. . . a few too many ideas, too scattered to be fully encompassed by the limited scope of this play, but still an entertaining piece of work.
The Ruby Sunrise (a new play written by Rinne Groff, playing at The Public Theater) is, at least to some degree, about television. Television, by nature, breaks down an image into data and reproduces it upon our screen. But because the life-sized realism has been compressed to fit a small set, the more information there is, the harder it is for us to process all of it. Our eyes wander across the pixilated dots, and the closer we look for meaning, the more of a blur the whole thing becomes. At the same time, if we’re willing to lean back in our chairs and accept the whole blitzkrieg of particles for what they are, we’ll find something good on. And that’s The Ruby Sunrise: a few too many ideas, too scattered to be fully encompassed by the limited scope of this play, but still an entertaining piece of work.
Also true to the television imagery, The Ruby Sunrise has a way of making the ordinary look far greater than it actually is. While the opening scene, set in a 1927’s boarding house and barn (cum laboratory) has the stuff of genius, the latter scenes, set in a 1952 television studio (with all the baggage of McCarthyism thrown in) have to settle for just looking smart. And through it all, Oskar Eustis’s direction keeps everything moving, smooth as a revolving door. Literally: the set swivels around to maximize the space, even as the actors transition under the dusky mood lighting of a single spotlight (set to a grand orchestral score).
Yet for all the smooth transitions and spot-on send-offs of the television industry (including a final scene that projects the teleplay onto a screen, in real time), there’s something wrong with the picture, and it can’t be fixed by hitting the set. For all the angry outbursts and proselytizing speeches (some of which feel quite contrived), The Ruby Sunrise doesn’t have a heart. Without that, it’s just a glittering gem.
While Marin Ireland (Ruby/Elizabeth—all the actors from the first scene are double-cast as the actors hired to portray them), Jason Butler Harner (playing Tad Rose) and Maggie Siff (Lulu) are all quite passionate and believable, they are brought down by a wide variety of generally unbelievable cohorts. It’s not really the fault of the actors, but Richard Masur’s role is to play a one-dimensional producer, boisterous to the hilt and not much more. Masur gets the most of it, but it’s like wringing blood from a stone (or ruby). Audra Blazer plays a ditz, nothing more, and while she ekes out the laughs, they are of a most shallow and forgettable substance. Meanwhile, Patch Darragh and Anne Scurria (playing the other two double-cast roles) try so hard to distinguish themselves from their Scene 1 versions that they keep lapsing between both. I guess the more people change, the more they really do stay the same, but I doubt that’s the point trying to be made here.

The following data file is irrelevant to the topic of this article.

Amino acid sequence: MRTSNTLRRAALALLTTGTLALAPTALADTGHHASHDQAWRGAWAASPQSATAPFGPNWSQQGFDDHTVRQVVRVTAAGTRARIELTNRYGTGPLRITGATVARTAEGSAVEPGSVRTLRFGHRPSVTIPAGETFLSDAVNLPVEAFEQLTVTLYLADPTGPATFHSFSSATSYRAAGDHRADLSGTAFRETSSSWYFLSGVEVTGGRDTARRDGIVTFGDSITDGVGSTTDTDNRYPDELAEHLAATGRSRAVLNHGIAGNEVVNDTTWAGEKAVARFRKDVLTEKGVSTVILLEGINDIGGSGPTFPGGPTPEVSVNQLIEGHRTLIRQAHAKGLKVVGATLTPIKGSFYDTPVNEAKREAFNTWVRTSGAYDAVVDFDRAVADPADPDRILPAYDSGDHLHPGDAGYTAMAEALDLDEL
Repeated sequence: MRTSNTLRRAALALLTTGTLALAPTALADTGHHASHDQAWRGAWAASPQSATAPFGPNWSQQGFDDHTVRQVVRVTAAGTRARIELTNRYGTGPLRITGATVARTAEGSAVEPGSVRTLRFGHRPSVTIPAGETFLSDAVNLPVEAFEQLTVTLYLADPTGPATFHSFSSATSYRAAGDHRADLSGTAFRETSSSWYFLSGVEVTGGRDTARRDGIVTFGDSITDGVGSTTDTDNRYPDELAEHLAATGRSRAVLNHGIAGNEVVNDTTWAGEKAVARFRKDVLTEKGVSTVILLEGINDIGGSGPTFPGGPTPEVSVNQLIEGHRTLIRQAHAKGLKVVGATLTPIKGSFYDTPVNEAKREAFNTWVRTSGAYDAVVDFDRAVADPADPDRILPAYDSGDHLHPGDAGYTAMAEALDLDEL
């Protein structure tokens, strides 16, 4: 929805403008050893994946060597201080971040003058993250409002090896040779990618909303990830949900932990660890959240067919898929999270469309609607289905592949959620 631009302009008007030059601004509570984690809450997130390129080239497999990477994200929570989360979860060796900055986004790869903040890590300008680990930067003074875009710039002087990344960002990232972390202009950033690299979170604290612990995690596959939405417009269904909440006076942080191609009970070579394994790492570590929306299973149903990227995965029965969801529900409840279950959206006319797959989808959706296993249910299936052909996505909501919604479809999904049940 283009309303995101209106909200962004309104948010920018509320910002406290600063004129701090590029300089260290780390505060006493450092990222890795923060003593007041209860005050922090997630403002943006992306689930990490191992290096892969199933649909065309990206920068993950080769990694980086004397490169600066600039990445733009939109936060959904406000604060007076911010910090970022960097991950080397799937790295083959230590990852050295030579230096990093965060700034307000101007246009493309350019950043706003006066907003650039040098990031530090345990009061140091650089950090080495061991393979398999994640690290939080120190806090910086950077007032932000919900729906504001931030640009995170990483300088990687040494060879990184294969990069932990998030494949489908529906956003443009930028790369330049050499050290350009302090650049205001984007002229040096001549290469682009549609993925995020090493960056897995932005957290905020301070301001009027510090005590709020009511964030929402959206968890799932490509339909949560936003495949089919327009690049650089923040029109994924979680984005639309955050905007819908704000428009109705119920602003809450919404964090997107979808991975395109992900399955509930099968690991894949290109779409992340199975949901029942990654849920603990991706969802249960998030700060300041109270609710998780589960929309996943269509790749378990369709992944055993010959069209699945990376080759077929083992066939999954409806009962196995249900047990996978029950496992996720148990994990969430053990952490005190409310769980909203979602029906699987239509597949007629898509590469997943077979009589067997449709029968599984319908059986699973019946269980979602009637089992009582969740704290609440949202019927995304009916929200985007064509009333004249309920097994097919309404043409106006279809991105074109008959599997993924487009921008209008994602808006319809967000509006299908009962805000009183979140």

With all this dead weight, including the script’s meandering plots (as if it can’t decide what the story’s to be about—which in fact is what the story’s about), you’d think it’d be easy to change the channel, or tune out. And yet, Ireland, Harner, and Siff are so charismatic, they keep our eyes glued to the set, for better or worse. And it’s not really all bad: it’s just painful to think of all the dramatic promise compromised by a need for meta-fiction and parody.
Still, there’s a compelling thrust: the heartache of desperation. Ruby, a tomboy with big ideas, wants to bring her unique vision to the world—television—only to be beaten to the punch by industry. When she suffers an electrical shock, she screams “My baby!” although the playwright wisely leaves the subject ambiguous: is she literal (her daughter) or metaphorical (her invention)? Lulu—a smart, successful script-editor—is caught in her mother Ruby’s history, and needs to tell her story to be freed from her past. And Tad Rose, the somewhat prototypical under-the-radar writer, needs fame and recognition, only to constantly see his work twisted by the corporatism of television. With a sharp and witty script, Groff valiantly makes these struggles our own. But The Ruby Sunrise can’t stay focused and Groff can’t escape trying to parody the made-for-TV movie... so she winds up making one herself.
The Public Theater: 425 Lafayette Street
Tickets: $50 (212-239-6200)
Performances (Closes 12/04): Tuesday-Saturday @ 8:00
Saturday-Sunday @ 2:00
Sunday @ 7:00
According to Lincoln Center's new LCT3 project at its slogan, it takes "New Audiences for New Artists." It also takes new critics, hence the establishment of Theater Talk's New Theater Corps in 2005, a way for up-and-coming theater writers and eager new theatergoers to get exposure to the ever-growing theater scene in New York City. Writers for the New Theater Corps are given the opportunity to immerse themselves in the off-off and off-Broadway theater scene, learning and giving back high-quality reviews at the same time. Driven by a passion and love of the arts, the New Theater Corps aims to identify, support, and grow the arts community, one show and one person at a time.